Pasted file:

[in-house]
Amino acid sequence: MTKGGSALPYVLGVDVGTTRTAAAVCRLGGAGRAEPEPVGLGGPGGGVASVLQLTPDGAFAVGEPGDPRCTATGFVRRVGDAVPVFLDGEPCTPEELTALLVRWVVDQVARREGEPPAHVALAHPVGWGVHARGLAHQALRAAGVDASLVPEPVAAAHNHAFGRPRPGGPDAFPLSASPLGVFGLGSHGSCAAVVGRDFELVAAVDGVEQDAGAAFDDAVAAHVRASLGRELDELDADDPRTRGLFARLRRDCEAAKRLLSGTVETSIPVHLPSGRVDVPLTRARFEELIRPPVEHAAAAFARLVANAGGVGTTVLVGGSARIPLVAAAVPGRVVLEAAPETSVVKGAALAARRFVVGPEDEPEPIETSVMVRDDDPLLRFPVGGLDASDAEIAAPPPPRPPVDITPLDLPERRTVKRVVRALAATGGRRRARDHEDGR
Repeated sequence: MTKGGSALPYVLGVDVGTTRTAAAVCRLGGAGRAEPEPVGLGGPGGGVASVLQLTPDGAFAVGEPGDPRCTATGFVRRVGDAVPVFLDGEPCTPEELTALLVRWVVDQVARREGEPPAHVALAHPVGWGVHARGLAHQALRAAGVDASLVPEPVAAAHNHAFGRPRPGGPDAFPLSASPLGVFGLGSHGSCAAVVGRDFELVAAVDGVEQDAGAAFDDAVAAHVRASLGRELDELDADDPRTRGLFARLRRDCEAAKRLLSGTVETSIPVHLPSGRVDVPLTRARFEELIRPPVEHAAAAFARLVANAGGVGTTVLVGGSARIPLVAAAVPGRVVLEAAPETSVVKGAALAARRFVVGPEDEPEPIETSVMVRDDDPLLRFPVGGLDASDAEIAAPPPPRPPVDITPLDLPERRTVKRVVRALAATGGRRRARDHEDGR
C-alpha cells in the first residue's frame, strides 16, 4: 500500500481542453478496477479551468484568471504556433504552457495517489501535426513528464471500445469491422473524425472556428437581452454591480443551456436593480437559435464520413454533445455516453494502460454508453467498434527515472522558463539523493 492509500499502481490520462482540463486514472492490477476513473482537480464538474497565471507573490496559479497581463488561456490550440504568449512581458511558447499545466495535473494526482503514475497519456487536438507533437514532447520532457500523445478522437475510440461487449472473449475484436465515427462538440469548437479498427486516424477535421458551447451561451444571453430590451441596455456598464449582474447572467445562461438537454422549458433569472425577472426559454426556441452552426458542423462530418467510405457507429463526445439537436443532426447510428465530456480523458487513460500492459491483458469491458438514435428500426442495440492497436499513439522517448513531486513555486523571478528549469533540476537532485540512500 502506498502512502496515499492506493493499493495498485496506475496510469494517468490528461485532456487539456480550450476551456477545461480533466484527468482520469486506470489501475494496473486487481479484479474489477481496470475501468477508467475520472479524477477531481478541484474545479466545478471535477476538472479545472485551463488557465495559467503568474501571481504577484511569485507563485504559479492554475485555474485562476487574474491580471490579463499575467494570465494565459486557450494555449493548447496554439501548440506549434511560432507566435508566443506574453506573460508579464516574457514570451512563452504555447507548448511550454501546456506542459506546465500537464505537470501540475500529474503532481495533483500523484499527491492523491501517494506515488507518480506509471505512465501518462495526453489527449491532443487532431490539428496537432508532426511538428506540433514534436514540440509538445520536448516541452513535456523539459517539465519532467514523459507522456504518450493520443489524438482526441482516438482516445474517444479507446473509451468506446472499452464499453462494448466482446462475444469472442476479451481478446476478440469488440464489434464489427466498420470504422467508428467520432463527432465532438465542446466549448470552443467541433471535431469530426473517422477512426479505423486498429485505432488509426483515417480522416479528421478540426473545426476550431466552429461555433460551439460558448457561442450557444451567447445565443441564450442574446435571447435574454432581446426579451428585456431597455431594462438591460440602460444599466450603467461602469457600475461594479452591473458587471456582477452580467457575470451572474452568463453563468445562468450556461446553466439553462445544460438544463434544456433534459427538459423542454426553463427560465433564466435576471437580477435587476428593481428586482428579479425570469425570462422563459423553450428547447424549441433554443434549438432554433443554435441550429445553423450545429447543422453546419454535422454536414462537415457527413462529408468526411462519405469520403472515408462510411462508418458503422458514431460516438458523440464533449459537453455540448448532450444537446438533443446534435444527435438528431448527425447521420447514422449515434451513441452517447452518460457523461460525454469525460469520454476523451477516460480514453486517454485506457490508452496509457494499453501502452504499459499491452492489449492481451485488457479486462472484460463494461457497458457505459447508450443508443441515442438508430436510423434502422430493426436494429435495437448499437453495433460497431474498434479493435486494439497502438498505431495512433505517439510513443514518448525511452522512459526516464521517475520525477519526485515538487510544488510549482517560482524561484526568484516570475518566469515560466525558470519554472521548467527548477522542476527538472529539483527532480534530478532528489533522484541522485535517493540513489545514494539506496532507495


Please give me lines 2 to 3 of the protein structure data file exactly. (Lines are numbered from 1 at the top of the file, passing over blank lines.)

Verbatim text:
Amino acid sequence: MTKGGSALPYVLGVDVGTTRTAAAVCRLGGAGRAEPEPVGLGGPGGGVASVLQLTPDGAFAVGEPGDPRCTATGFVRRVGDAVPVFLDGEPCTPEELTALLVRWVVDQVARREGEPPAHVALAHPVGWGVHARGLAHQALRAAGVDASLVPEPVAAAHNHAFGRPRPGGPDAFPLSASPLGVFGLGSHGSCAAVVGRDFELVAAVDGVEQDAGAAFDDAVAAHVRASLGRELDELDADDPRTRGLFARLRRDCEAAKRLLSGTVETSIPVHLPSGRVDVPLTRARFEELIRPPVEHAAAAFARLVANAGGVGTTVLVGGSARIPLVAAAVPGRVVLEAAPETSVVKGAALAARRFVVGPEDEPEPIETSVMVRDDDPLLRFPVGGLDASDAEIAAPPPPRPPVDITPLDLPERRTVKRVVRALAATGGRRRARDHEDGR
Repeated sequence: MTKGGSALPYVLGVDVGTTRTAAAVCRLGGAGRAEPEPVGLGGPGGGVASVLQLTPDGAFAVGEPGDPRCTATGFVRRVGDAVPVFLDGEPCTPEELTALLVRWVVDQVARREGEPPAHVALAHPVGWGVHARGLAHQALRAAGVDASLVPEPVAAAHNHAFGRPRPGGPDAFPLSASPLGVFGLGSHGSCAAVVGRDFELVAAVDGVEQDAGAAFDDAVAAHVRASLGRELDELDADDPRTRGLFARLRRDCEAAKRLLSGTVETSIPVHLPSGRVDVPLTRARFEELIRPPVEHAAAAFARLVANAGGVGTTVLVGGSARIPLVAAAVPGRVVLEAAPETSVVKGAALAARRFVVGPEDEPEPIETSVMVRDDDPLLRFPVGGLDASDAEIAAPPPPRPPVDITPLDLPERRTVKRVVRALAATGGRRRARDHEDGR